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To jump directly to the worst case senario, it's a symptom of brain tumors.
#4
Old 08-19-2008, 08:58 AM
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Join Date: Dec 2000
Posts: 2,109
Quote:
Originally Posted by Lobelia Overhill
I know [from previous experience] that it helps to be able to tell a doctor "I think it's ________ [insert name of medical problem]" but I can't find any information on one of my mother's "symptoms". She frequently complains about smells that are not obvious to other people (her main one is my "B.O." which makes her choke and gag), she regularly refuses to eat food that I've cooked because it "tastes funny", when I've used the same ingredients she used to cook said meals herself.
Or she could have a very good sense of smell. My MIL has an incredible chemical sensitivity. Our family always assumed it was psychosomatic, until she proved it to me. (My father was literally 60 yards away, still out of sight, and she yelled if he had put on that cologne, which he had. Her eyes were tearing up already.) As for food tasting funny -- the same ingredients do not an identical meal make. And smell is a huge component of taste.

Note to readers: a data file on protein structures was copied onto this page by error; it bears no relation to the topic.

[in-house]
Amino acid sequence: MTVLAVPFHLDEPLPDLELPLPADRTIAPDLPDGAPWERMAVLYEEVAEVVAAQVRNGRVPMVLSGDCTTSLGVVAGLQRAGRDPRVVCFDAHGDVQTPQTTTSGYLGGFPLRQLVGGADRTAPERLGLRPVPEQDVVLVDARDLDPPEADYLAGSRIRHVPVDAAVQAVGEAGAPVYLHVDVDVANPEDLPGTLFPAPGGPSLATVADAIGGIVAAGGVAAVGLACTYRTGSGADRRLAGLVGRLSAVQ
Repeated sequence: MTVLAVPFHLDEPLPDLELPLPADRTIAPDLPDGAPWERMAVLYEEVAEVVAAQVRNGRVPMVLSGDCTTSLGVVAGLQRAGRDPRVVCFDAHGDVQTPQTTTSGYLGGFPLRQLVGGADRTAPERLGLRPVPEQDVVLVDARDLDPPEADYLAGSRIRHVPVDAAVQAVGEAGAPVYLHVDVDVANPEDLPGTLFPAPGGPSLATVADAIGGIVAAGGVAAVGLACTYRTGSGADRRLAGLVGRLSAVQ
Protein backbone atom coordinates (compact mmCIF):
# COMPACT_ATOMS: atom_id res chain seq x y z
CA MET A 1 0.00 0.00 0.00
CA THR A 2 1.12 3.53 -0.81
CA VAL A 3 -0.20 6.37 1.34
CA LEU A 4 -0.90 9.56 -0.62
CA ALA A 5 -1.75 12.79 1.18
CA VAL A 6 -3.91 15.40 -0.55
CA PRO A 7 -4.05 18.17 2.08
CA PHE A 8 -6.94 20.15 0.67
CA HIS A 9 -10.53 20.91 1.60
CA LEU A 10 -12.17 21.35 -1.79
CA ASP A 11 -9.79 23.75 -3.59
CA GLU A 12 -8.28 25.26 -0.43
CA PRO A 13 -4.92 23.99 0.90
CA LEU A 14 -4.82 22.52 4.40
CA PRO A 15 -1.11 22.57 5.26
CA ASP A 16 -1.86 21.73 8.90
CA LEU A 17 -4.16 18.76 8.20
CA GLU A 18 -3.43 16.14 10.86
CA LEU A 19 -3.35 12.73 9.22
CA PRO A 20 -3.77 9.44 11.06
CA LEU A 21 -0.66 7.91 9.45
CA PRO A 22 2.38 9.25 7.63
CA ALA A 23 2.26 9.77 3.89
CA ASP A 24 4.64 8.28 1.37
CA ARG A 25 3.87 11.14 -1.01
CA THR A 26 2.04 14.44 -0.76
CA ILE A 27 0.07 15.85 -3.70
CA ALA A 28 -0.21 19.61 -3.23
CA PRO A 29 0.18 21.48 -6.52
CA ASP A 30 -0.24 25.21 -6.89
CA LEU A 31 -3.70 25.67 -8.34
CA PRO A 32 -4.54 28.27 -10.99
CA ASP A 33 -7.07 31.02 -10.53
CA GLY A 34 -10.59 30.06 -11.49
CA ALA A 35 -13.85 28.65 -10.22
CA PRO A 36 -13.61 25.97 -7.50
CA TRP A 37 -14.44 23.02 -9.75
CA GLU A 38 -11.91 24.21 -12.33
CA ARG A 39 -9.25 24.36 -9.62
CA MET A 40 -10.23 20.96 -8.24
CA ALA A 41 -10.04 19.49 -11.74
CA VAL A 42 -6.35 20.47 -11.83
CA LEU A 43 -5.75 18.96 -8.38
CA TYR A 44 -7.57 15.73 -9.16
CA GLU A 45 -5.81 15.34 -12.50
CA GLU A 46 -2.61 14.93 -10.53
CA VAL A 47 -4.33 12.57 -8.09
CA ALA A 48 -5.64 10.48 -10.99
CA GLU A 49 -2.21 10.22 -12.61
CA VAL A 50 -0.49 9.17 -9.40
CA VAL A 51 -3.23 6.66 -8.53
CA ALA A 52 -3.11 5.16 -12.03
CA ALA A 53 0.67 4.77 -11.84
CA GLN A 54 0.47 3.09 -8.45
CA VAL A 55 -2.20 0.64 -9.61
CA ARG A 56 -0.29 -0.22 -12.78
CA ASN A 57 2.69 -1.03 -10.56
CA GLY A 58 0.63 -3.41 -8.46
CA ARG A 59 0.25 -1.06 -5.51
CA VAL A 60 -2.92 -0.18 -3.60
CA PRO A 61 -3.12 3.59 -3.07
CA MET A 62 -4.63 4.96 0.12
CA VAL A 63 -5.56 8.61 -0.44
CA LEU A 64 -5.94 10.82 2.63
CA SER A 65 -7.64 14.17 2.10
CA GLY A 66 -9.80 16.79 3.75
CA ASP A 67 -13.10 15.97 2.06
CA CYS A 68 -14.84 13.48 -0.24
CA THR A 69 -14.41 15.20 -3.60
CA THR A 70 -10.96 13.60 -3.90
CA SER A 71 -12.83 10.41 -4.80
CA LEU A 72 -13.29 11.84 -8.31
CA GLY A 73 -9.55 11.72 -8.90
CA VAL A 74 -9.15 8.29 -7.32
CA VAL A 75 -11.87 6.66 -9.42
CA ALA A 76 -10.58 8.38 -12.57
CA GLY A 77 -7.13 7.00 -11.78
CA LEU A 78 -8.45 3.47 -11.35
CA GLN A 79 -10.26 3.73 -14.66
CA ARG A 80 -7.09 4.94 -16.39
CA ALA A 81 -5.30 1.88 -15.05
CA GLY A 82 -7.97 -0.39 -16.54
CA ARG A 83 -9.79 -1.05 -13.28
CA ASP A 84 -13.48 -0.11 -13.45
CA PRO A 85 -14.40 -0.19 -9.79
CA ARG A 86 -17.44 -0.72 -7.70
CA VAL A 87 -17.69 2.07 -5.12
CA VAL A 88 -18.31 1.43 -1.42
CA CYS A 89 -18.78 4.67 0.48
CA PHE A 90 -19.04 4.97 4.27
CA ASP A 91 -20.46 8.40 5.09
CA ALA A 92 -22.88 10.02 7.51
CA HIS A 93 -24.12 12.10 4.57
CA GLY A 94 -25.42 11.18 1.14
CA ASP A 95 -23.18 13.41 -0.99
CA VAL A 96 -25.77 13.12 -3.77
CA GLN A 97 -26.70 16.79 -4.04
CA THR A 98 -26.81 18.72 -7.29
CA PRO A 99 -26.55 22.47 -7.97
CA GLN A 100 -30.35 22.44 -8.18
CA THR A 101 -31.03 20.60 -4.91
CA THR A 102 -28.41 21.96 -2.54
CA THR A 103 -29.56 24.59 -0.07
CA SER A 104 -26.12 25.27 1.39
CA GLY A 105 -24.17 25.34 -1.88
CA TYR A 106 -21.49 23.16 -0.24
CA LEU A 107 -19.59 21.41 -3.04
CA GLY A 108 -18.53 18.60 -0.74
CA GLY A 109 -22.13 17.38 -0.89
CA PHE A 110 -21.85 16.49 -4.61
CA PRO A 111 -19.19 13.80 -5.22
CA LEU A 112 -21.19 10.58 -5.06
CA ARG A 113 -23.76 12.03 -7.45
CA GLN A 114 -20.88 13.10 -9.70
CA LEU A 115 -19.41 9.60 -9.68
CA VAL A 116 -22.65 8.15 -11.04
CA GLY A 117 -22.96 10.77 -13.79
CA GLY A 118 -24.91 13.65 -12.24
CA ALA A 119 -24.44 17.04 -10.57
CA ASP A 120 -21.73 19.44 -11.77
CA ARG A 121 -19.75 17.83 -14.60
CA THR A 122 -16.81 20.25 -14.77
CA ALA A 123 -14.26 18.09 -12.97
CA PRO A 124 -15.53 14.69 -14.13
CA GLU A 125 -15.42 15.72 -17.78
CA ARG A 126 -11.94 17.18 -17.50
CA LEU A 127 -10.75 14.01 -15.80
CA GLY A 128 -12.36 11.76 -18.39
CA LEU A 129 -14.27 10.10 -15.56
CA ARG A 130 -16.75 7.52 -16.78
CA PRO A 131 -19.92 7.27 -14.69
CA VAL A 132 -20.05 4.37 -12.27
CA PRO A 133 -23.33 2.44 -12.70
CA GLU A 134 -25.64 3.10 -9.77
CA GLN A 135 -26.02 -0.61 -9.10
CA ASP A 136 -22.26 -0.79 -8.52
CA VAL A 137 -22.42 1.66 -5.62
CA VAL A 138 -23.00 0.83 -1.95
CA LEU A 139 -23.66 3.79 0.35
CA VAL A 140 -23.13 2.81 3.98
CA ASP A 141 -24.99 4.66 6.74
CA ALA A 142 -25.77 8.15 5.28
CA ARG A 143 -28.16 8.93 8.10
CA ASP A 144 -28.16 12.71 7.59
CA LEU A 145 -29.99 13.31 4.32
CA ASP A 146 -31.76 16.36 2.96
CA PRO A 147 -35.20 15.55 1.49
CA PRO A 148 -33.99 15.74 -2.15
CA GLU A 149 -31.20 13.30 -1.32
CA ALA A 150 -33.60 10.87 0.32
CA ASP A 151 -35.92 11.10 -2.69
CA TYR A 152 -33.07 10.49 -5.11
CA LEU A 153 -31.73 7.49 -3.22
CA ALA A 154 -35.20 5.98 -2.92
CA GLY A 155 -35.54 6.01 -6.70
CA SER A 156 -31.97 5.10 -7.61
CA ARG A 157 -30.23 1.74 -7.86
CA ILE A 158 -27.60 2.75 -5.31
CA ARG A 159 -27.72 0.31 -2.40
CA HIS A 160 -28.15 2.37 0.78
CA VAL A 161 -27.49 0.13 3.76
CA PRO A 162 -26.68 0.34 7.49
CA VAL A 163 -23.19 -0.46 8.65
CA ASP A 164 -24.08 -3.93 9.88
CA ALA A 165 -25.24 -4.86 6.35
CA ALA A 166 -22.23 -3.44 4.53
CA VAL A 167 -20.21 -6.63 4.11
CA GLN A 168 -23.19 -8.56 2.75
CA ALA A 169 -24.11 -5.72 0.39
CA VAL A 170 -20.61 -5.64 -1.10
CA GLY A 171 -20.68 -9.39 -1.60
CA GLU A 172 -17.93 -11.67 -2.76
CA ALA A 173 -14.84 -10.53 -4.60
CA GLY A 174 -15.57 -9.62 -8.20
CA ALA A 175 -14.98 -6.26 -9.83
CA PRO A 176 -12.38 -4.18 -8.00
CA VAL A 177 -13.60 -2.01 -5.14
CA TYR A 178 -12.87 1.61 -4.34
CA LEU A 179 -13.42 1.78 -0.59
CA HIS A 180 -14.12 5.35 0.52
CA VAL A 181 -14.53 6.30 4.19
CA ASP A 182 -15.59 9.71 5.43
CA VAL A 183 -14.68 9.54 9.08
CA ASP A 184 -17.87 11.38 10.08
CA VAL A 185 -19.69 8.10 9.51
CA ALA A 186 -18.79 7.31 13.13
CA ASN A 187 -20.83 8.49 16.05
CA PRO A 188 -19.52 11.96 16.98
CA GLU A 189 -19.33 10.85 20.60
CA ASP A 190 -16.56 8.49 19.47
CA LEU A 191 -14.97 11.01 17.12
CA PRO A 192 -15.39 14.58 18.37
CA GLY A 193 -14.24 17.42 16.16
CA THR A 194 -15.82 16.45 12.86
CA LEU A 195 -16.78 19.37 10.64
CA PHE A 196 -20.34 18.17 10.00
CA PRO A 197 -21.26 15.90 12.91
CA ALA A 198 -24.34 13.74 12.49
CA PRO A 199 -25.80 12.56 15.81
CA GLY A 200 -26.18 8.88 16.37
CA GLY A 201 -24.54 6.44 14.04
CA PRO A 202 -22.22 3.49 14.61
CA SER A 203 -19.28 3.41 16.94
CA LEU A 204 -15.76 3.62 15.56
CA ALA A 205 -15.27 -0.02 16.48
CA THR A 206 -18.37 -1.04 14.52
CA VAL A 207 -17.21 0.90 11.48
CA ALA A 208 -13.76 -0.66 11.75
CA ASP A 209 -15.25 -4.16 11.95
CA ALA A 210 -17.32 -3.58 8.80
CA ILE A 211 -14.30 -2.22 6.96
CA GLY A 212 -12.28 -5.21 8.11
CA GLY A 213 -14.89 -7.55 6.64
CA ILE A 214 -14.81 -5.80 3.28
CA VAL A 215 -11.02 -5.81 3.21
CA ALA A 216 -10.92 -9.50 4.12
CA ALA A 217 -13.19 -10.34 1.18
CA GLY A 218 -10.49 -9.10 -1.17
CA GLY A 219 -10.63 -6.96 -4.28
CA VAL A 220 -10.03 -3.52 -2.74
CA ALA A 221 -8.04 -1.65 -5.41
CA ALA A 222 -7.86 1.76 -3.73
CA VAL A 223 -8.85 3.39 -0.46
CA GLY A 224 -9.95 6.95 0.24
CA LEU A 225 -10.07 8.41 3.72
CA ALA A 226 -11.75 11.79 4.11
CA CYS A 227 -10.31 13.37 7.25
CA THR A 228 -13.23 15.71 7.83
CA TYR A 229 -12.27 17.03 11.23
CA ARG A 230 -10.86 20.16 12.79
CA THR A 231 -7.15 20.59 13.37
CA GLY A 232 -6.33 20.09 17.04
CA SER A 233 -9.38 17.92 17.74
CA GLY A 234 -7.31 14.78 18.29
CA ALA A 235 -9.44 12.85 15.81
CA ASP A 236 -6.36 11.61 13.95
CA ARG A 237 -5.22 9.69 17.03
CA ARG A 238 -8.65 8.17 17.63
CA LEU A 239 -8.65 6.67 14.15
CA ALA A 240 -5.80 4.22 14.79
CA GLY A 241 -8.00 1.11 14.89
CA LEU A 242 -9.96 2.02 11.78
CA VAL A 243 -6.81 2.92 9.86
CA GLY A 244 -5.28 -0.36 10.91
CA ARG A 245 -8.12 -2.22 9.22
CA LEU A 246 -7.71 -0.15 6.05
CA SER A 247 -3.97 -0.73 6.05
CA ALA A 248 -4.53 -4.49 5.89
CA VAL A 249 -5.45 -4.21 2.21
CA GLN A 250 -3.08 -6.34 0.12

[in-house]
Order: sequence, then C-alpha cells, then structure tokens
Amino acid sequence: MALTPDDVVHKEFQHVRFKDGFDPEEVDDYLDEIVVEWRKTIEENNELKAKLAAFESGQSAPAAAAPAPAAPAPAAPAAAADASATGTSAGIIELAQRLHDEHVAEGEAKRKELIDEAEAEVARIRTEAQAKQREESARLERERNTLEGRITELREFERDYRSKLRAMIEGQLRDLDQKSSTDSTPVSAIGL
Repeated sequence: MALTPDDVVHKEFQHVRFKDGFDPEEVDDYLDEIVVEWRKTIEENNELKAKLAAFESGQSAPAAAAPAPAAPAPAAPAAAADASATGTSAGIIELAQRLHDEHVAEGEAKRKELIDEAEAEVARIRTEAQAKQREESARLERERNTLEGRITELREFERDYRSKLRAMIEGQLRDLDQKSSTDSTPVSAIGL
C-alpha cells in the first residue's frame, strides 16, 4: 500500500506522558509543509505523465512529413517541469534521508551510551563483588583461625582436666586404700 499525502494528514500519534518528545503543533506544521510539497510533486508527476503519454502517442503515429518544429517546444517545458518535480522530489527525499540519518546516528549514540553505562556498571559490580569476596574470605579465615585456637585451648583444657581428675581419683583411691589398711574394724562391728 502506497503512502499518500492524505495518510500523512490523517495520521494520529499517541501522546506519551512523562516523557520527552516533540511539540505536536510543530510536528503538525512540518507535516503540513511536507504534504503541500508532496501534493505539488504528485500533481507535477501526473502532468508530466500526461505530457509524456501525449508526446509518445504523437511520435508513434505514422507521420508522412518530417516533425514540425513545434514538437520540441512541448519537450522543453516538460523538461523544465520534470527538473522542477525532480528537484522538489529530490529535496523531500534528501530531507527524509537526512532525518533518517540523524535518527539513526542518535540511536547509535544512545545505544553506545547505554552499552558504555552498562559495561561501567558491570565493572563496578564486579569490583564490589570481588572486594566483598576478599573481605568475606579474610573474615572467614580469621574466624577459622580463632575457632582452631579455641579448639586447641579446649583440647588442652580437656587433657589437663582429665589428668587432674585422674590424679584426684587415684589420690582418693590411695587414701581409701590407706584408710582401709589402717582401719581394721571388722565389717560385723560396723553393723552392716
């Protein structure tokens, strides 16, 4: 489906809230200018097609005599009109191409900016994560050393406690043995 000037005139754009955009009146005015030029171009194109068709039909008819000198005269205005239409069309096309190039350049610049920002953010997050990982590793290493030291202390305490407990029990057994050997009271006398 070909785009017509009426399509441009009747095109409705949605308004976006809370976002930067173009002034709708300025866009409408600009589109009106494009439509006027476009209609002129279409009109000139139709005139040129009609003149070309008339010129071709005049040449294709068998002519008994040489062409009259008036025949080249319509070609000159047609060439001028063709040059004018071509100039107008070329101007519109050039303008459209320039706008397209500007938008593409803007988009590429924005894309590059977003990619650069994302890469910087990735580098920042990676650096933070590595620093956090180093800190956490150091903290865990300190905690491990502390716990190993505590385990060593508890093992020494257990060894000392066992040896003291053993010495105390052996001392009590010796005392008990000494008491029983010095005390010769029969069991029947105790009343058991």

Obviously I'm not a doctor and it sounds like there are loads of other things going on, but these particular examples seems perfectly ordinary to me.
#5
Old 08-19-2008, 09:15 AM
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If that's the only "symptom" then I don't see any reason to think it's anything other than a very sensitive nose.

My wife has similar "symptoms." She's a supertaster, and we think, a "supersmeller" as well. She's not crazy, though people sometimes say she is half-jokingly, and this actually kind of upsets her.

-FrL-
#6
Old 08-19-2008, 03:07 PM